This virtual conference is a must-attend for anyone researching their German ancestors. With expected participation from genealogists around the world, researchers will have a unique opportunity to connect across borders while simultaneously learning from the top experts in the field. To stay up-to-date on conference news, be sure to sign-up for the IGGP conference newsletter here https://bit.ly/IGGPnewsletter. For any additional questions, contact James Beidler at jamesmbeidler@gmail.com, Nancy Myers at n.myers@gmx.net, or Katherine Schober at language@sktranslations.com.

I began writing a post about one of my grandmother’s siblings and quickly realized it will take more than a week at a time to write about each of the siblings. There is simply too much material to put together into a cohesive narrative. While I am working on the first one, I thought in light of last week’s DeKorn treasure I would write about the subject of:

WHAT TO DO WITH OUR TREASURES AND HEIRLOOMS?

Recently I’ve had several people mention that they have no place to leave their treasures at end of life (or before). They have no children or other relatives who have shown any interest, or they have no close relatives at all. In many cases, they have photographs. In most cases, they have done at least some family tree work, if not extensive work.

This rings a bell to me because I feel similarly. I have a beautiful collection of family photos and documents and have spent a lot of time organizing and researching. I have cousins with children who may or may not have any interest in the treasures or the organization into story. I do plan to eventually pull it all together into one digital format and distribute to everyone. Then they can decide what to do with it. God willing, I will be able to complete the project.

But this still leaves me with two problems. One is that it’s possible that not one of the people I give the digital copy will end up passing it on to future generations. Wouldn’t it be nice if there was a storage place for all this that would go on to “live” in perpetuity?

Do you consider an Ancestry family tree to be just that, if one adds all the photos and documents for each family member? I know that Ancestry has been a bit unreliable with DNA, but I don’t foresee them shutting down the giant tree they are constructing. Anything is possible, I suppose. I also use My Heritage, but have not gone through the laborious process of putting photos and documents on my tree over there.

Or are there other ways to save the information for people outside the family?

The second problem is that I still have to find an eventual home for the original photos and documents and other treasures (to be stored with their stories). How does one go about finding a young relative who actually cares about these things and would like me to pass them on to her or him when I am done with them? I could hold a contest and assign treasures to the contest winner, but it’s a contest nobody would show up to!!! LOL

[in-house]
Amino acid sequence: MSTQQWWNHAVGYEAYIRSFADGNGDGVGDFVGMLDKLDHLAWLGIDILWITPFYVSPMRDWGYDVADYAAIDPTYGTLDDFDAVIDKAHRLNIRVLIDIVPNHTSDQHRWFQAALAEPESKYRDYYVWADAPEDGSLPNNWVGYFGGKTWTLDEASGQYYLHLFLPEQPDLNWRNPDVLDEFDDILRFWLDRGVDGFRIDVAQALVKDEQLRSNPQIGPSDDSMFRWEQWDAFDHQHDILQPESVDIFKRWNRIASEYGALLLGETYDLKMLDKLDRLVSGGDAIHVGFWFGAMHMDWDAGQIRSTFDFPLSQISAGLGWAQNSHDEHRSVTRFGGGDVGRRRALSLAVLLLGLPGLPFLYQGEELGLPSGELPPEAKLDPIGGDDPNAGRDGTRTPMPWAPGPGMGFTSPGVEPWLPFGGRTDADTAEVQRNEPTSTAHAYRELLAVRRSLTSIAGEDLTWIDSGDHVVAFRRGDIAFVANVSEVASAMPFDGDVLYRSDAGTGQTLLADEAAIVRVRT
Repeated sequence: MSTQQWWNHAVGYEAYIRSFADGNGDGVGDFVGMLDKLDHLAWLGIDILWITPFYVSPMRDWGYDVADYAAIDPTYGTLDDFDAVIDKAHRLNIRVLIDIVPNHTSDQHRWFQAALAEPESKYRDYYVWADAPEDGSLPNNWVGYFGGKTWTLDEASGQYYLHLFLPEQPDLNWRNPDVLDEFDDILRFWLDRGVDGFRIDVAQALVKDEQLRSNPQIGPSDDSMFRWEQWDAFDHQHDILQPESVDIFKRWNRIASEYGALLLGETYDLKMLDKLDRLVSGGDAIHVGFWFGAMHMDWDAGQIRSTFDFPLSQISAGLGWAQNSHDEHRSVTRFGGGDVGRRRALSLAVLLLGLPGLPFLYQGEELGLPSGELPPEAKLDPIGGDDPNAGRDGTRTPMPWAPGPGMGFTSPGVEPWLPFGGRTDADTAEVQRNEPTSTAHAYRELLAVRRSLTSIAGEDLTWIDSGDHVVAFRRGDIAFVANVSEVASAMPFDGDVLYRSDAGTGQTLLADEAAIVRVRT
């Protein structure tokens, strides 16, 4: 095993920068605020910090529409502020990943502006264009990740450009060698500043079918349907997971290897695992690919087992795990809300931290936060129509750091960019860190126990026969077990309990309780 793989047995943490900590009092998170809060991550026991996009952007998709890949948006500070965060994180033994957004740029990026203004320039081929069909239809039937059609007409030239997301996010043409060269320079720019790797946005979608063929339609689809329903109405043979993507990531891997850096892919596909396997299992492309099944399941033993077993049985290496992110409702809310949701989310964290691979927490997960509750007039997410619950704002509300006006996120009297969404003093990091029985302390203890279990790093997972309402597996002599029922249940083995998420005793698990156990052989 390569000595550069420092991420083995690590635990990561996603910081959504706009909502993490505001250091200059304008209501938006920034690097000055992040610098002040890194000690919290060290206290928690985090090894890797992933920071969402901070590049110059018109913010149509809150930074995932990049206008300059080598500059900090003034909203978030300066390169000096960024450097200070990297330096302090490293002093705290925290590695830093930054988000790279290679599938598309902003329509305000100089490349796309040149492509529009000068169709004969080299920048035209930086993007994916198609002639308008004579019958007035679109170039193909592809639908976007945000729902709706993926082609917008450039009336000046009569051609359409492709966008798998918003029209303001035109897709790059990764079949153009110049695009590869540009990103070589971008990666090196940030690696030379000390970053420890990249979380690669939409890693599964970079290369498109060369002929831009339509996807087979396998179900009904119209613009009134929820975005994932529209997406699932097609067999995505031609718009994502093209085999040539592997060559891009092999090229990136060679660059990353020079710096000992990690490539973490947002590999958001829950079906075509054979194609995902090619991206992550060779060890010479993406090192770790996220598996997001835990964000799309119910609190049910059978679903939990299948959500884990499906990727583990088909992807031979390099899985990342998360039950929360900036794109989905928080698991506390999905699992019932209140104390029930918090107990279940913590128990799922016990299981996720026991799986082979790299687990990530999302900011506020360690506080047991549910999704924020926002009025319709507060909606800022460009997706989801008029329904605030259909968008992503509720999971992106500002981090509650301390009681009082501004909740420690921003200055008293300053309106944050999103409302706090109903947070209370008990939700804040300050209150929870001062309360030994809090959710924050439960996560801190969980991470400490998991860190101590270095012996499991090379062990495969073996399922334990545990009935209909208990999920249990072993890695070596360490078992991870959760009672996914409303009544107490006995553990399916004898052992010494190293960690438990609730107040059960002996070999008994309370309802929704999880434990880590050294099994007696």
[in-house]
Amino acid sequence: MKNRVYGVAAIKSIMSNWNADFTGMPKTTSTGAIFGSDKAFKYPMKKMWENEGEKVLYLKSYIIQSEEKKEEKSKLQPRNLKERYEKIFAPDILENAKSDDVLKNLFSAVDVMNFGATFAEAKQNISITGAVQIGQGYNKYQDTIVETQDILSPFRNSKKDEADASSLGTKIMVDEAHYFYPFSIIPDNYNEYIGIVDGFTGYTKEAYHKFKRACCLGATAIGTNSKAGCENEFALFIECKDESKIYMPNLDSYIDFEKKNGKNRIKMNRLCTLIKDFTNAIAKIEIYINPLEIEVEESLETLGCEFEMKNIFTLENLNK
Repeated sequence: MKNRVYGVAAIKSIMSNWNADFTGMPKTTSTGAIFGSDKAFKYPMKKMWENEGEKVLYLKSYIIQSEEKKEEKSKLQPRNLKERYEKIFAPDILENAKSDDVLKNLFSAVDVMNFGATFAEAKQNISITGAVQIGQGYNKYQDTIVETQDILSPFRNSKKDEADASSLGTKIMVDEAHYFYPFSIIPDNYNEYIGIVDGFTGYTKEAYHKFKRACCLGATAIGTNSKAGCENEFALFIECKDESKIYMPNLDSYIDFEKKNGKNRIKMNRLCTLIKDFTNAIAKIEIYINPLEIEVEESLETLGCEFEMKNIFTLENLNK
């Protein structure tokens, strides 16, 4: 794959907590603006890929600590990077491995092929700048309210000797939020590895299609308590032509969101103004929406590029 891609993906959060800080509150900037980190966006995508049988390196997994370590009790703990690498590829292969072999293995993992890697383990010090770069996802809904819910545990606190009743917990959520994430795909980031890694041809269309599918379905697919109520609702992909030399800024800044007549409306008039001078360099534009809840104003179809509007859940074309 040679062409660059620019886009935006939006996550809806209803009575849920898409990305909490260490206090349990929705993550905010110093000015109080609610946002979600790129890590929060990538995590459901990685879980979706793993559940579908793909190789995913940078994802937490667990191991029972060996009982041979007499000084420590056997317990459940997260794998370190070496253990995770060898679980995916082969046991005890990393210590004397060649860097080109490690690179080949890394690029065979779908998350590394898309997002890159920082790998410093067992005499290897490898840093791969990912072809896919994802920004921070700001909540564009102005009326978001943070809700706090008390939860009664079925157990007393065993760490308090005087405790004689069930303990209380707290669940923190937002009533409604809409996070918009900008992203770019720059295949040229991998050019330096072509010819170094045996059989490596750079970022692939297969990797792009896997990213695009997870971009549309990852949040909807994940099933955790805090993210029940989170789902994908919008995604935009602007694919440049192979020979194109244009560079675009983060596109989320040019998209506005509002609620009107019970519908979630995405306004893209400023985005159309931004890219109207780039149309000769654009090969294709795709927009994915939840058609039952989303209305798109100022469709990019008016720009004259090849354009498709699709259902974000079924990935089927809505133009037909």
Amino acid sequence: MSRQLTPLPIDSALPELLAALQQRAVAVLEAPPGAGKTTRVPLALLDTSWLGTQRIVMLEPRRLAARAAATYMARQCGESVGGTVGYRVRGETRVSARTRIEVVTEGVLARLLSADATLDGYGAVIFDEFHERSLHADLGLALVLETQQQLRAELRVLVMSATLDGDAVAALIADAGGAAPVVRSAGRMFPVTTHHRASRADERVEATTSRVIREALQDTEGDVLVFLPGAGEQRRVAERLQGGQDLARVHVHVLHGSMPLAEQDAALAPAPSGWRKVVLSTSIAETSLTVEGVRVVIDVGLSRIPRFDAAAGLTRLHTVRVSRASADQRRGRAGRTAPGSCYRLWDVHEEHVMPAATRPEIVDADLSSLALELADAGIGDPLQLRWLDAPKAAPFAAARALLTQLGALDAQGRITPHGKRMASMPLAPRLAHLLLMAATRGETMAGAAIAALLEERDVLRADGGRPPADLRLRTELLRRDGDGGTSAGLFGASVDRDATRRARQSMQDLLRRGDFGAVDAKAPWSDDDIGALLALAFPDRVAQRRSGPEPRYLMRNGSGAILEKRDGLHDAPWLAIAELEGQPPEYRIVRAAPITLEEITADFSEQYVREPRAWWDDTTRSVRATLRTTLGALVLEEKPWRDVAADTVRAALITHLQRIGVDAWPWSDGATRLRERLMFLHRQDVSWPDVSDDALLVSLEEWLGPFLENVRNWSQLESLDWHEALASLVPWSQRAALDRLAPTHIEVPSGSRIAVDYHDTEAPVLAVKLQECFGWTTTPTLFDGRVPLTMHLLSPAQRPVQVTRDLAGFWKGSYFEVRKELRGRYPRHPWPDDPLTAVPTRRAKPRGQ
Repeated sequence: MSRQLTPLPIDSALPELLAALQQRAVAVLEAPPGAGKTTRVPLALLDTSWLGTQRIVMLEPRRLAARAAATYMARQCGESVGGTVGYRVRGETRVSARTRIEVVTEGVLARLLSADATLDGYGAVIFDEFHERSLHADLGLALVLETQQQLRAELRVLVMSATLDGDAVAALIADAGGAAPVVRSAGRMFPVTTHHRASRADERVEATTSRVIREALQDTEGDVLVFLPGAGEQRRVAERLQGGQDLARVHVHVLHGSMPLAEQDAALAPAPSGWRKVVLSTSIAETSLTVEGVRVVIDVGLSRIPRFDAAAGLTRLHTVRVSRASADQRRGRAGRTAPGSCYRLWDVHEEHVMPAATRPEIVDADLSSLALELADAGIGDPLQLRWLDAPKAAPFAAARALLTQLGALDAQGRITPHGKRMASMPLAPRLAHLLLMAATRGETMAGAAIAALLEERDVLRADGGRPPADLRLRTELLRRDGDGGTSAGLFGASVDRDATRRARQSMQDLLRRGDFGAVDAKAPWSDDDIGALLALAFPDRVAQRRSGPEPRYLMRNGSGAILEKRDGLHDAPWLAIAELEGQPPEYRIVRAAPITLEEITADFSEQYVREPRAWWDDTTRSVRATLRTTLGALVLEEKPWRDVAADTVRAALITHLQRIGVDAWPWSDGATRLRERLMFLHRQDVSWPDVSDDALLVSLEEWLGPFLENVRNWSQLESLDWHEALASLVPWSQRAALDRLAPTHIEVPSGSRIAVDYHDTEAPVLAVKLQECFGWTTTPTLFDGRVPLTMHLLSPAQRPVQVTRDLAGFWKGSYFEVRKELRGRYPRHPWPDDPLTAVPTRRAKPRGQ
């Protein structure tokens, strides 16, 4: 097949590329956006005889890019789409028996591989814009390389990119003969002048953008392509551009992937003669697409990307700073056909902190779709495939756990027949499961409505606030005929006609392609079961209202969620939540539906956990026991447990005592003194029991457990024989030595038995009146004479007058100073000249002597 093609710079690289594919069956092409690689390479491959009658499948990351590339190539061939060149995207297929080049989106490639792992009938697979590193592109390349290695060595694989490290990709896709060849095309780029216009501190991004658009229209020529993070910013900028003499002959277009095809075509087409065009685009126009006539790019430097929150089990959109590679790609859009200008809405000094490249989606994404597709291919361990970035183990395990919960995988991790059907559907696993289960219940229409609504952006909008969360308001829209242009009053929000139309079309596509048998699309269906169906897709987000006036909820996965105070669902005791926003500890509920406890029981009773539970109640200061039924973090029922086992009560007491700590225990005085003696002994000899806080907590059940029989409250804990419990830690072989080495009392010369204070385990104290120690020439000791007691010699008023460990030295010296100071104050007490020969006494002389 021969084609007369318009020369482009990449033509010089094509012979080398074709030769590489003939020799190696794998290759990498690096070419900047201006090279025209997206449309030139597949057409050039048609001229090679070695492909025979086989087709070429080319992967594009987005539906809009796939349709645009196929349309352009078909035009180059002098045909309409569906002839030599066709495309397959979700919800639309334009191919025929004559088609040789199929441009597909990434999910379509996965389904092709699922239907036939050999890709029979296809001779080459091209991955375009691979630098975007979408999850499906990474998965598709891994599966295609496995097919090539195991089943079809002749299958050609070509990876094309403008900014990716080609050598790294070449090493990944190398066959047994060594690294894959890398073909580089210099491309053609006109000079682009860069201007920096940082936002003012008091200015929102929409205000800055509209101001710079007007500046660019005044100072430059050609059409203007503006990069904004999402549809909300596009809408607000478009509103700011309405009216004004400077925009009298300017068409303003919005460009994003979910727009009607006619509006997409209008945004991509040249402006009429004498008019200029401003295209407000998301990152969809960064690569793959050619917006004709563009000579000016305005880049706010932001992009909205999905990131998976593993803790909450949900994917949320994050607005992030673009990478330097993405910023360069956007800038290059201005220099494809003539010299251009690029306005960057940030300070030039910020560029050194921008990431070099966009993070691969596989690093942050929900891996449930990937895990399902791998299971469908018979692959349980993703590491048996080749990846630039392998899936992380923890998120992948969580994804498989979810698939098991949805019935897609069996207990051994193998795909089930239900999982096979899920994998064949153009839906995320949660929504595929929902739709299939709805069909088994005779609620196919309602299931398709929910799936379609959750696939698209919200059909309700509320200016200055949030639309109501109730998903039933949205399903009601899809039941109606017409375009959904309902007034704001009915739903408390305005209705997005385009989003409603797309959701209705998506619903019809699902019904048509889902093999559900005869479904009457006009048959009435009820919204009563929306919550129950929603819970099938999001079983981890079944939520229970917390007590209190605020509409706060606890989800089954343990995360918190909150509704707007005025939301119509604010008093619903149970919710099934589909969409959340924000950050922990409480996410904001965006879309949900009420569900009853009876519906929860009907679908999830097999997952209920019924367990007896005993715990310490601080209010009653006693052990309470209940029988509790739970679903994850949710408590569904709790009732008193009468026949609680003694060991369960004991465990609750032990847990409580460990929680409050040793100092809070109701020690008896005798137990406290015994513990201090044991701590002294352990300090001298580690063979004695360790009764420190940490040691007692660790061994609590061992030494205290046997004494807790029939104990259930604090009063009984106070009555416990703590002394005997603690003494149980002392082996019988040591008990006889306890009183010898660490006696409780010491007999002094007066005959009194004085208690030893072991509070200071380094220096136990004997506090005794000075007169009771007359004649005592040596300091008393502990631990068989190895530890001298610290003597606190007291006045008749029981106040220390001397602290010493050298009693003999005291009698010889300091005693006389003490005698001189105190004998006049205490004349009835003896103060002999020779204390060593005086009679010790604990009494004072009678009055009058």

A little side note: I have shown an interest since I was college-aged, which is why I was given photos and glass negatives and lots of stories. Imagine if somebody had already done all the work I am doing three generations before me? WOWSA, that would be something.

As I work on the organization and research of my family, I am sending folders to my daughter to hang on to as a backup. She knows who to send them to in the event of my sudden death. My daughter and son were both adopted and neither is very interested in history in general and their family history interest is mostly connected to the people who have affected their lives–their grandparents, my aunts and uncles, and their Kalamazoo great-grandparents (Grandma and Grandpa Zuidweg).

I’d love to hear your ideas.

Photo: part of a children’s coffee and tea service originally owned by Therese Remine

Another DeKorn Treasure

Phil and Marianne (Haadsma) DeKorn’s niece Sue Haadsma-Svensson has once again sent me a family treasure. This binder looks to have been put together by Phil DeKorn and shares photos and history of both his father’s family, the DeKorns, and his mother’s family, the Blandfords.


I can’t wait to scan all the items in the binder!

Also, I have been working on the histories of my grandmother’s siblings and will be posting about them soon.

I’ve written before that my great-grandfather Adrian Zuidweg, Sr. owned a candy and soda shop at the corner of Burdick and Balch in Kalamazoo.

At one time I believed that Grandpa (son Adrian) had taken over the business when his father died, but in researching for this blog I discovered that Adrian Sr. had sold the business before he died. Grandpa bought it back after his father’s death. Then he converted it to a service station.

Here is an advertising ashtray for the station. Notice the A-Z Lubrication (Adrian Zuidweg–AZ–get it?) The 5 digit phone number might put this ashtray between 1950 and 1958, but if anyone has information to the contrary I would love to hear it. If you want to find out more about advertising ashtrays as part of history and as collectibles, here’s a succinct article: Ashtrays collectible memorabilia